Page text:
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Which she could easily have done. …Hello, Jimmy…. Is that you, Charlie? Why, Charlie, I spotted an old flame of yours on the other side of the room…. Well, Diana! …Say, Harry, where’s your wife? ” Finally she stepped off the seat and the band came in as she sang a loud, brassy “Swanee,” doing a broad, funny imitation of Al Jolson, after which the boys went into “Pony Boy” again and she flounced offstage, waving her jeweled Stetson. When she returned to much applause, three girls came from either wing to “ride” onstage and join her and add words to the song, and at least one of the half dozen was off-pitch, not that it mattered.
To the left a hostess station was “manned” by a similarly garbed brunette. This was the standard waitress attire, as well, and four such cuties in short buckskin skirts were conveying drinks of trays to the clientele—cowgirls out of Ziegfeld. At the far left was a little stage, the fairly low ceiling allowing room for only a baby grand piano and two tiers of musicians, saxophone, trombone, drum set, violin, trumpet and clarinet, who happened to be filing onto the platform right now, like a little tuxedo army.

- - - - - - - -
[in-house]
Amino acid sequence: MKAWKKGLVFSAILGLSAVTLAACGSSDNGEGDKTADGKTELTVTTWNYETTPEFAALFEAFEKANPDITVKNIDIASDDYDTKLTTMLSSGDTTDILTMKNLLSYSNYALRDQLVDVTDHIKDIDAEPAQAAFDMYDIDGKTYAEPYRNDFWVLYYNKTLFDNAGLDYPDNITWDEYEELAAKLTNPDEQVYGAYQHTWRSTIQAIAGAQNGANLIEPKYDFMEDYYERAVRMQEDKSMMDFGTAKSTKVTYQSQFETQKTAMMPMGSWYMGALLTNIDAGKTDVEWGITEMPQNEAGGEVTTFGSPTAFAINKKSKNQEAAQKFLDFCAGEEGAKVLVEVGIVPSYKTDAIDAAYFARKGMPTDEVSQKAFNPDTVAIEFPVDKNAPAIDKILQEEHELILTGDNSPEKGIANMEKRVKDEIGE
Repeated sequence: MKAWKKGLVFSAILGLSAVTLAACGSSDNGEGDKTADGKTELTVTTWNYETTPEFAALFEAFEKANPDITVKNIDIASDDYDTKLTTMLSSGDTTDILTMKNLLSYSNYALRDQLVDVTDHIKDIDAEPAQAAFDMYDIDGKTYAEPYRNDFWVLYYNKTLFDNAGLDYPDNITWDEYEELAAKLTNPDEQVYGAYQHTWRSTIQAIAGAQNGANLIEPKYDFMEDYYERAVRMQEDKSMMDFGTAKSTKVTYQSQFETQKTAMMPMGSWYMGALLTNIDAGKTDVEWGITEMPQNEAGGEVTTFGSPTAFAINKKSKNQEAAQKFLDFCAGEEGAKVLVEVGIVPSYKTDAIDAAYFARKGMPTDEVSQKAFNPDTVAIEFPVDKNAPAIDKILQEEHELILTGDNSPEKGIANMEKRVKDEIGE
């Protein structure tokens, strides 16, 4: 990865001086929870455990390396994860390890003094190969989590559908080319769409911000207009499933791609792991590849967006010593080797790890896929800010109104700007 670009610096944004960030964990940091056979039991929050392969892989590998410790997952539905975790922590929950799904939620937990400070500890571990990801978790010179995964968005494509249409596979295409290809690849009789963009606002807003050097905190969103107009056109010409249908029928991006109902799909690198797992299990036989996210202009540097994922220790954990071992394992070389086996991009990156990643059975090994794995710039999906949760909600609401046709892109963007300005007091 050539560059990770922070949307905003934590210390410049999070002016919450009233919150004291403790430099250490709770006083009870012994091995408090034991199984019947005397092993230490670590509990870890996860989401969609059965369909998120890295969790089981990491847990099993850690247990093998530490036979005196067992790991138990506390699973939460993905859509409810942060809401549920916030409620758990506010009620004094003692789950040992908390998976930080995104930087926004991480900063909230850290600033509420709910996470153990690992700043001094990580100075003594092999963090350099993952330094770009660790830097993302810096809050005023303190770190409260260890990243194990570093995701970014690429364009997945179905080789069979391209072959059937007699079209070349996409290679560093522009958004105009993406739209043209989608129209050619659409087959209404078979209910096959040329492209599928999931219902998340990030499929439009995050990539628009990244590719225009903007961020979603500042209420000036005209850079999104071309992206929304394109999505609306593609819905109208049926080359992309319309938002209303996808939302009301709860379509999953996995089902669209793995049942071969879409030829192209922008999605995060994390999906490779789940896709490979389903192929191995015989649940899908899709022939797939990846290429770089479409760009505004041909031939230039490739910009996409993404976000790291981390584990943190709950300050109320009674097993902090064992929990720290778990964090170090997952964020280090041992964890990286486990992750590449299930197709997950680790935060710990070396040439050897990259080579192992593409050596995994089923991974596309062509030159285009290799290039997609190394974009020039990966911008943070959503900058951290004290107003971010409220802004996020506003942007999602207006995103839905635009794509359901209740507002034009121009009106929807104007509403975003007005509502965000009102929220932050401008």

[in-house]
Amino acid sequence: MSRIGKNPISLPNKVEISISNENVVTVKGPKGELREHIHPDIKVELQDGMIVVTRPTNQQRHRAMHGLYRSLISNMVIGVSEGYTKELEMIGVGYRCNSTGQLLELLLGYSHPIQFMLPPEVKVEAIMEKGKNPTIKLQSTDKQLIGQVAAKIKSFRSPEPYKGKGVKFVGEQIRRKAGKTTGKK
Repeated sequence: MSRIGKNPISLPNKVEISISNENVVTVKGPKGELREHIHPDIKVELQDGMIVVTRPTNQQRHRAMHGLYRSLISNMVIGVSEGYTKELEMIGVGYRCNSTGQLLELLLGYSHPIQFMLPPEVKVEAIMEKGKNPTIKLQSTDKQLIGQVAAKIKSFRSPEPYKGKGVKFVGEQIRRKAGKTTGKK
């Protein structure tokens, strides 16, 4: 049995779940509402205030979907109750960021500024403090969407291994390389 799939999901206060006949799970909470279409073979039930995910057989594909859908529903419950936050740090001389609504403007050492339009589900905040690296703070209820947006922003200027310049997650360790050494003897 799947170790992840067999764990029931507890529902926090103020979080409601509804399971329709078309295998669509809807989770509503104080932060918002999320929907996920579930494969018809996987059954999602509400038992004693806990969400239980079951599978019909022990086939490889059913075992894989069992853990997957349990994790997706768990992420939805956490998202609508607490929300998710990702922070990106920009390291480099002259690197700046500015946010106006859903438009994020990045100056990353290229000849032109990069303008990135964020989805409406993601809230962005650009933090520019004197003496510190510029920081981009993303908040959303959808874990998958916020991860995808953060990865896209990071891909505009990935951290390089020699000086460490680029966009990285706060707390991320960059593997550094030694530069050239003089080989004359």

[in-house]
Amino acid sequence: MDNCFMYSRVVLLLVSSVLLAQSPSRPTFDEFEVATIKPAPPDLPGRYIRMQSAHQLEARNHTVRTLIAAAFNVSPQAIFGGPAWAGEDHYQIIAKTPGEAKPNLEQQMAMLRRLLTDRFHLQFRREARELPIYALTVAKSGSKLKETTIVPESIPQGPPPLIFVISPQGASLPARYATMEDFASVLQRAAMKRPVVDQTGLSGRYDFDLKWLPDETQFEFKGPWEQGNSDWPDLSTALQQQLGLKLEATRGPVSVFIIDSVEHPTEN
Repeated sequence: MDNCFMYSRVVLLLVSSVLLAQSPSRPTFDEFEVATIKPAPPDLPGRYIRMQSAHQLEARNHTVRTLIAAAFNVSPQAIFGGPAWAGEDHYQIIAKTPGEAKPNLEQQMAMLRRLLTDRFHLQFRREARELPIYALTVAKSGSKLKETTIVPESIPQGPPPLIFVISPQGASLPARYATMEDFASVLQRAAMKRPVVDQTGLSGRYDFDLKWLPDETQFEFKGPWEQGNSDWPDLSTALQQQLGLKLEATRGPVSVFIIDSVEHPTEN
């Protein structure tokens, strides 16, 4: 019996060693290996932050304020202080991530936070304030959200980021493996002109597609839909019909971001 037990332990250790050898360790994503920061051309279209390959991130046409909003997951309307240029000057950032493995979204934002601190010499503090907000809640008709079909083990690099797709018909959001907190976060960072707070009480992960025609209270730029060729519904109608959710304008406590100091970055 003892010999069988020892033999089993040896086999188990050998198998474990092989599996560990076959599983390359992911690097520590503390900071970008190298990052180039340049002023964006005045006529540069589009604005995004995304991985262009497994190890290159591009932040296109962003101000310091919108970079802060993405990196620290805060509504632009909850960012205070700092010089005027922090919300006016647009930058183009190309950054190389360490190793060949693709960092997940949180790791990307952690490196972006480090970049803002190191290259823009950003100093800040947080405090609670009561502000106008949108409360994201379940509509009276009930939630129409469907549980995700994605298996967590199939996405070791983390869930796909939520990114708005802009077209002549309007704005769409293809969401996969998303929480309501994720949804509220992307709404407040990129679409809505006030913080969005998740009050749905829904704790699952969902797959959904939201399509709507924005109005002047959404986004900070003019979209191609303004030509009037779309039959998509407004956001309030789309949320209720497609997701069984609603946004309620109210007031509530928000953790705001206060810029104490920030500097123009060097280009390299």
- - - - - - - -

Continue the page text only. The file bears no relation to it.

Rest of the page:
Hart’s, an actress with both rodeo and vaudeville experience who had briefly become a sensation as the silver screen’s first cowgirl in such epics as Wild Flower of the Mountain Range and South of Santa Fe. She was talking about that right now, telling the audience she had a new picture out. “It’s called The White Squaw,” she said, “and, as you might expect, I have the title role. My last few horse operas have been flopperoos, so I need you good people to crawl out of bed at noon tomorrow, and take in a damn matinee!